We need to talk. It’s a little awkward, and we never thought we’d have to say this, but: You need to start taking more vacations. Seriously. There’s an epidemic going on—a culture of “vacation shaming”—a culture where 46% of young women believe it is a good thing for their boss to see them as a work martyr and a culture where 54% of Americans left unused vacation time on the table last year.
We get it. As Tara Cappel, owner of For the Love of Travel—a group trip company for millennials, young professionals, creatives, and entrepreneurs—says, “There is a lot of pressure in the U.S. workplace to work hard, and that is often translated as working more hours. In places like New York, working 60-hour weeks and never taking your vacation is almost like a badge of honor, which is so backward. Ultimately, we’ve developed a culture of workaholism that makes people feel guilty for taking time off.”
It may be even trickier for women. “I think it’s more difficult for women to just pick up and travel because we are more hesitant to go solo. Luckily, wellness is becoming the new face of luxury, and since taking time to reset is such an important part of wellness, I think we will see more and more Americans prioritizing taking their vacation,” Cappel says.
If you’re looking for more motivation to set up your out-of-office email, read on for three reasons you need to use your hard-earned vacation days.
How’s this for a sobering study: According to information gathered from the Framingham Heart Study, a landmark study that spanned over the course of 20 years, women who vacationed only every six years or less were nearly eight times more likely to develop heart disease or have a heart attack compared to women who traveled at least twice a year.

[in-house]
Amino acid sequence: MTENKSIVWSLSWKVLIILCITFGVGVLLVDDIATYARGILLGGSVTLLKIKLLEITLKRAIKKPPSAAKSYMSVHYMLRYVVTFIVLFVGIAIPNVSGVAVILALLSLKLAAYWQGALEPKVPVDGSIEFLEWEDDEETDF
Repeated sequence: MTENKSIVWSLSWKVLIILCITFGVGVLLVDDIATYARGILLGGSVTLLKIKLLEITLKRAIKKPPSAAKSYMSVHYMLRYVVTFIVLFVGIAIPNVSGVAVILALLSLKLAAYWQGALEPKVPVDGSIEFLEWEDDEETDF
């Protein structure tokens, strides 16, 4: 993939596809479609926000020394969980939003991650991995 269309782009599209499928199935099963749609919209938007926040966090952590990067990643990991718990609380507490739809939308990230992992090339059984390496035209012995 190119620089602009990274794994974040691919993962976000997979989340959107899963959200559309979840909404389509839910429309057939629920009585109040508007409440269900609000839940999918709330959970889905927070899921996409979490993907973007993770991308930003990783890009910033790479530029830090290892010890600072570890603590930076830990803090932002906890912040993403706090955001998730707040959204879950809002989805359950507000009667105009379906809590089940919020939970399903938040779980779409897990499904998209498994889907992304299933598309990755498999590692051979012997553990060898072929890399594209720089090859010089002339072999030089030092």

And while this may sound a bit obvious, travel is a known stress-reliever. Expedia’s 2012 study found that 89% of travelers could let go of stress after only a day or two of their trip.
2. Looking forward to vacation boosts mental health.
Studies show that the anticipation of having a holiday to look forward to boosts well-being, and Cappel agrees. “Having something to look forward to makes you happier and more resilient despite whatever is going on in your day-to-day.” Work stresses just seem smaller when you’re daydreaming about oceanside margaritas, right?
3. Travel pushes you out of your comfort zone and opens up your mind.
“Big or small, just getting out of your comfort zone is beneficial in so many ways,” Cappel says. Studies agree. As The Atlantic reported, “Neural pathways are influenced by environment and habit, meaning they’re also sensitive to change: New sounds, smells, language, tastes, sensations, and sights spark different synapses in the brain and may have the potential to revitalize the mind.”
If taking the plunge solo seems daunting, consider a group getaway. “Once you’re comfortable with the idea of travel, I think joining a group trip is a great way to travel. It allows you to explore individually but with a built-in social experience and safety net,” Cappel says. Plus, you might even meet your next roommate or love interest—both of which have happened on past For the Love of Travel trips, Cappel says.
This article is provided for informational purposes only and is not intended to be used in the place of advice of your physician or other medical professionals. You should always consult with your doctor or healthcare provider first with any health-related questions. See our full health disclaimer here.